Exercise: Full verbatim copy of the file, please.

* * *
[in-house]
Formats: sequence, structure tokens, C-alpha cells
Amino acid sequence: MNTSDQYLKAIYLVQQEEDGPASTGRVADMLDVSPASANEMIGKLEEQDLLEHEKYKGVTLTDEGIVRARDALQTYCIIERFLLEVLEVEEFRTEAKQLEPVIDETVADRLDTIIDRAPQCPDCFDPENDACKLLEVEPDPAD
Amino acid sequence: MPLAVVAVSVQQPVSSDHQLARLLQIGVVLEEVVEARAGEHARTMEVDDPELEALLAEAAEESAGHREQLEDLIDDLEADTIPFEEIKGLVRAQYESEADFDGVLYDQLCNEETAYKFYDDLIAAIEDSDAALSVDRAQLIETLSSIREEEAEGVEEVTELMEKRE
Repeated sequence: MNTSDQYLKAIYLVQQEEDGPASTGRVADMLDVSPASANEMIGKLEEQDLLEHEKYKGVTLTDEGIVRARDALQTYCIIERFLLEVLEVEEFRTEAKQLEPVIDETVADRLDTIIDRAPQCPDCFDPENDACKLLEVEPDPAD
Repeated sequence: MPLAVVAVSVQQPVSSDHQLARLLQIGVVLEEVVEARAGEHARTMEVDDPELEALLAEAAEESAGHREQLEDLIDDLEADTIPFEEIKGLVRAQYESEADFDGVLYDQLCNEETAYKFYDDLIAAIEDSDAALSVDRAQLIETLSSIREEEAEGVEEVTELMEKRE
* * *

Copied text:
[in-house]
Formats: sequence, structure tokens, C-alpha cells
Amino acid sequence: MNTSDQYLKAIYLVQQEEDGPASTGRVADMLDVSPASANEMIGKLEEQDLLEHEKYKGVTLTDEGIVRARDALQTYCIIERFLLEVLEVEEFRTEAKQLEPVIDETVADRLDTIIDRAPQCPDCFDPENDACKLLEVEPDPAD
Amino acid sequence: MPLAVVAVSVQQPVSSDHQLARLLQIGVVLEEVVEARAGEHARTMEVDDPELEALLAEAAEESAGHREQLEDLIDDLEADTIPFEEIKGLVRAQYESEADFDGVLYDQLCNEETAYKFYDDLIAAIEDSDAALSVDRAQLIETLSSIREEEAEGVEEVTELMEKRE
Repeated sequence: MNTSDQYLKAIYLVQQEEDGPASTGRVADMLDVSPASANEMIGKLEEQDLLEHEKYKGVTLTDEGIVRARDALQTYCIIERFLLEVLEVEEFRTEAKQLEPVIDETVADRLDTIIDRAPQCPDCFDPENDACKLLEVEPDPAD
Repeated sequence: MPLAVVAVSVQQPVSSDHQLARLLQIGVVLEEVVEARAGEHARTMEVDDPELEALLAEAAEESAGHREQLEDLIDDLEADTIPFEEIKGLVRAQYESEADFDGVLYDQLCNEETAYKFYDDLIAAIEDSDAALSVDRAQLIETLSSIREEEAEGVEEVTELMEKRE